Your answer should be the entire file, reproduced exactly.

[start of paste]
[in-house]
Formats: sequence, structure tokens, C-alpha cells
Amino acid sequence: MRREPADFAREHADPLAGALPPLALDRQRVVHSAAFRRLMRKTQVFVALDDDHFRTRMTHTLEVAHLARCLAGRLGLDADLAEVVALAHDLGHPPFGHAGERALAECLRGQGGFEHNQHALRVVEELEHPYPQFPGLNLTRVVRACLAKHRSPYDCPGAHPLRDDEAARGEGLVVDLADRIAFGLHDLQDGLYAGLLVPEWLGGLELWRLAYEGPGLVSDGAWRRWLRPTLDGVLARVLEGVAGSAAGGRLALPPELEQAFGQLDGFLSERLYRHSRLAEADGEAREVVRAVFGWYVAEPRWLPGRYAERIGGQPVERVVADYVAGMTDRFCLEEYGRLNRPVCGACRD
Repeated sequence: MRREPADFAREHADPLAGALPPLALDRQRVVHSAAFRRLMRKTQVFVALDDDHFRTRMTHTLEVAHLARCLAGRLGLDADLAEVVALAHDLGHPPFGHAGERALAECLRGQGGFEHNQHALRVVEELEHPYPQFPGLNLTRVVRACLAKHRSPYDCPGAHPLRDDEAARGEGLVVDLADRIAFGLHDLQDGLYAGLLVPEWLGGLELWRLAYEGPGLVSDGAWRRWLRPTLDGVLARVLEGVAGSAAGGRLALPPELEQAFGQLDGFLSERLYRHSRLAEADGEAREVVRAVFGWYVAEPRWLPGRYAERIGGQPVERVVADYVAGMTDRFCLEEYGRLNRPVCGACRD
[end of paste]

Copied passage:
[in-house]
Formats: sequence, structure tokens, C-alpha cells
Amino acid sequence: MRREPADFAREHADPLAGALPPLALDRQRVVHSAAFRRLMRKTQVFVALDDDHFRTRMTHTLEVAHLARCLAGRLGLDADLAEVVALAHDLGHPPFGHAGERALAECLRGQGGFEHNQHALRVVEELEHPYPQFPGLNLTRVVRACLAKHRSPYDCPGAHPLRDDEAARGEGLVVDLADRIAFGLHDLQDGLYAGLLVPEWLGGLELWRLAYEGPGLVSDGAWRRWLRPTLDGVLARVLEGVAGSAAGGRLALPPELEQAFGQLDGFLSERLYRHSRLAEADGEAREVVRAVFGWYVAEPRWLPGRYAERIGGQPVERVVADYVAGMTDRFCLEEYGRLNRPVCGACRD
Repeated sequence: MRREPADFAREHADPLAGALPPLALDRQRVVHSAAFRRLMRKTQVFVALDDDHFRTRMTHTLEVAHLARCLAGRLGLDADLAEVVALAHDLGHPPFGHAGERALAECLRGQGGFEHNQHALRVVEELEHPYPQFPGLNLTRVVRACLAKHRSPYDCPGAHPLRDDEAARGEGLVVDLADRIAFGLHDLQDGLYAGLLVPEWLGGLELWRLAYEGPGLVSDGAWRRWLRPTLDGVLARVLEGVAGSAAGGRLALPPELEQAFGQLDGFLSERLYRHSRLAEADGEAREVVRAVFGWYVAEPRWLPGRYAERIGGQPVERVVADYVAGMTDRFCLEEYGRLNRPVCGACRD